Toilets for every house: Sulabh launches campaign from Badaun’s Katra Sadatganj

The NGO’s media advisor Madan Jha said the campaign was in furtherance of women’s right to safe toilets.

Written by Sarah Hafeez | Badaun | Updated: September 1, 2014 9:36 am
toilet A ready-for-use toilet in Katra Sadatganj. (Source: Express photo by Praveen Khanna)

NGO Sulabh International on Sunday handed over 108 “low cost” toilets to villagers at Katra Sadatganj in Badaun and adopted the hamlet as model village for a nationwide ‘Toilets for Every House’ campaign. The sanitation drive was launched in the wake of alleged gangrape and murder of two sisters in Katra in May.

The NGO’s media advisor Madan Jha said the campaign was in furtherance of women’s right to safe toilets. “We plan to make the village free of open defecation in phases with 300 more Sulabh toilets in the pipeline,” he added.

Also read: Villages where building a toilet is considered bad luck

Jitender Singh, Sulabh’s pointsman in Katra, said the toilets took nearly three months to build after construction started in early June. He added that initially a team from Sulabh International and the village pradhanpati conducted a survey of village households and found 403 families did not have proper toilets. As many as 108 homes were shortlisted for building the toilets.

Singh added, “One unit costs roughly Rs 30,000. The urinals and tiles were brought from Lucknow whereas masons were roped in from Ushait, located over 10 km from Katra. Since there is no electricity in the village, we hired two generators for Rs 500 each a day to power drilling machines.”

Each toilet has two 100  feet deep waste collection tanks. Singh said for a family of five one tank would take around 8 years to fill after which the second would come into use. By the time the second is full, waste in the first tank would have turned to biomass that could be used in fields as fertilizer.

With ENS Lucknow

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  1. A
    Sep 1, 2014 at 5:50 am
    Hey bhagwan...kaun inko samjhaye?? toilet ka matlab keval potty nahi hota...nahane ka intjaam kehan hoga??are people (women in particular) supposed to take bath in open???
    1. S
      Sid Harth
      Aug 31, 2014 at 10:43 pm
      There are many problems in this story. It may take lot of your comments space, hence, I leave it up to you, publisher of this item, to check the facts. Available on the internet.Have a nice day.I also dislike being moderated or censored....and I am Sid Harth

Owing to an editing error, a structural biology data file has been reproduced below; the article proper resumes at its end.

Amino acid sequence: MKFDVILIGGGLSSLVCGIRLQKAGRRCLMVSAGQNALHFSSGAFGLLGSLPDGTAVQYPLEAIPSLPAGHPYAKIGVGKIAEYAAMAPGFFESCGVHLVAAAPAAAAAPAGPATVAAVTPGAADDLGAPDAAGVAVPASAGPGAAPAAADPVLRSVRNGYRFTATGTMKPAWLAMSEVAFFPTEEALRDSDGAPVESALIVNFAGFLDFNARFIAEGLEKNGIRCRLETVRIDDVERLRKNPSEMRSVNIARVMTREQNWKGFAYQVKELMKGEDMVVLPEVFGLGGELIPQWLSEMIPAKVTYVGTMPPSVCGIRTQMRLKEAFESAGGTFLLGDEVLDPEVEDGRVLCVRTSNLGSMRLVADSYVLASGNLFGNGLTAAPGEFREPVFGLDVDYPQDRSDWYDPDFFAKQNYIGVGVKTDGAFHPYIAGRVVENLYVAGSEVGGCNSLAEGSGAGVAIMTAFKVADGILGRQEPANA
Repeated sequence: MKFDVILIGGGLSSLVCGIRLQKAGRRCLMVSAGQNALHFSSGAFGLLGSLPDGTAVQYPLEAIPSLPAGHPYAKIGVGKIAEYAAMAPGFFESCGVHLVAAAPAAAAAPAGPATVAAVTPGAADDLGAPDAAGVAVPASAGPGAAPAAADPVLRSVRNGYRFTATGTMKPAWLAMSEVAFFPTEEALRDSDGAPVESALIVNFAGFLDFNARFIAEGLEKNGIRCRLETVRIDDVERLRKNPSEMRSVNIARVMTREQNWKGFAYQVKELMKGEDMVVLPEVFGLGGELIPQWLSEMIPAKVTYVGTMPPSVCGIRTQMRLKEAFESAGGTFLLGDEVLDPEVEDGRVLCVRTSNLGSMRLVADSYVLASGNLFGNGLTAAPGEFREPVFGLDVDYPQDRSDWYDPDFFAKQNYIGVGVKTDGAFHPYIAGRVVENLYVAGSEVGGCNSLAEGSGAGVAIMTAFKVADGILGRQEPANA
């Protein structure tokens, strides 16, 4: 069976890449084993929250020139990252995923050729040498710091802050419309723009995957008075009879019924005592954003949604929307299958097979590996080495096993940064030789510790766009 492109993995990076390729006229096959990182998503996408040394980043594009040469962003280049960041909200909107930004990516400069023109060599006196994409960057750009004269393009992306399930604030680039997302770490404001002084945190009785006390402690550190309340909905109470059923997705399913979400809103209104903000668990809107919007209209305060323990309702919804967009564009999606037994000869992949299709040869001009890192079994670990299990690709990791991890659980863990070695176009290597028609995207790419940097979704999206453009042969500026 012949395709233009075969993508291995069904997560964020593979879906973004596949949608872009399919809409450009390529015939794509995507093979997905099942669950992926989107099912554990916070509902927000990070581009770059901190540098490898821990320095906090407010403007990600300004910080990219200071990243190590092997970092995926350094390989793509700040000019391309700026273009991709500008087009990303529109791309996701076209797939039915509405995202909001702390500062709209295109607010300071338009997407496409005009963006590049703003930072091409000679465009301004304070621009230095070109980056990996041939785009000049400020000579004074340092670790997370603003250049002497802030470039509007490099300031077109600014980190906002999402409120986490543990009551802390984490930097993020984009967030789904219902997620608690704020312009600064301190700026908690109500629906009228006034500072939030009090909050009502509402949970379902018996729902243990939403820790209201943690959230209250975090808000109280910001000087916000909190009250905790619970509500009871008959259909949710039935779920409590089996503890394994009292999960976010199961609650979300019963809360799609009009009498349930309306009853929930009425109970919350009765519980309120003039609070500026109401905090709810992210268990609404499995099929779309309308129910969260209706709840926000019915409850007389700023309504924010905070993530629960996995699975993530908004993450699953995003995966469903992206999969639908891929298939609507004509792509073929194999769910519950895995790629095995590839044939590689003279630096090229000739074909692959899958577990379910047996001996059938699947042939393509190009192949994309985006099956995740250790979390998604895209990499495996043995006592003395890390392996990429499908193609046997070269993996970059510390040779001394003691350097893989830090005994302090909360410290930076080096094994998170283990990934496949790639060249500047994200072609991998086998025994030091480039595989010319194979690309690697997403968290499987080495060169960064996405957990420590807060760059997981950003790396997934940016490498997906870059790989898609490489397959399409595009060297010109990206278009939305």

1. G
        Greg Thomas
        Sep 2, 2014 at 5:21 pm
        Go to Sulabh International website it explains more than you want to know about the design.
        1. R
          Sep 1, 2014 at 5:41 am
          GOOD move...... we need more public toilets .........
          1. L
            L Kishnamurty
            Sep 1, 2014 at 1:00 am
            Toilets : 100 feet waste collection tanks ! Is it a mistake? May be10 feet ... Dr L Krishna Murty
            1. S
              Sanket Kohli
              Sep 1, 2014 at 2:17 am
              even here the SP will take credit
              1. P
                Sep 1, 2014 at 12:30 pm
                Isnt 100 feet too deep. I guess its a typo error. request IE to check and edit
                1. R
                  Sep 1, 2014 at 4:11 am
                  good move..appreciated..
                  1. J
                    Sep 1, 2014 at 2:06 am
                    Something weird about the design and construction of these toilets. It appears like the fecal matter will remain burried underground and with indian potion I am not sure if that is dangerous as it could pollute the underground water table. 30,000 per toilet is very expensive and it need to be much faster with pre-fabricated toilets installed at a industrial scale. This is hardly a engineering solution.
                    1. S
                      Subramanian Venkatraman
                      Sep 1, 2014 at 2:47 am
                      I hope there is enough provision for water. From the photograph it looks as though it will be a common toilet for the houses surrounding it. Generally in such cases, everyone thinks keeping it clean is other's problem. It should be examined if it will be worthwhile to ask the users pay a monthly fee so that someone could be put in charge of keeping it clean. Provision of toilets is not a one time job. It needs to be kept clean also. The other way to keep it clean is to keep it locked with keys given to each family and telling them it will be their responsibility to keep it clean.
                      1. A
                        Sep 1, 2014 at 5:48 am
                        Before putting a charge for its usage, you should get politicians to charge for using the open greenery for the same purpose. Cost-wise the green option should become cost defective and not cost effective. One question does come to mind - what will happen to landscape from Kalyan to Vikhroli? What will it look like?
                        1. M
                          Sep 1, 2014 at 1:15 am
                          Well done Shulabh,proud of you.
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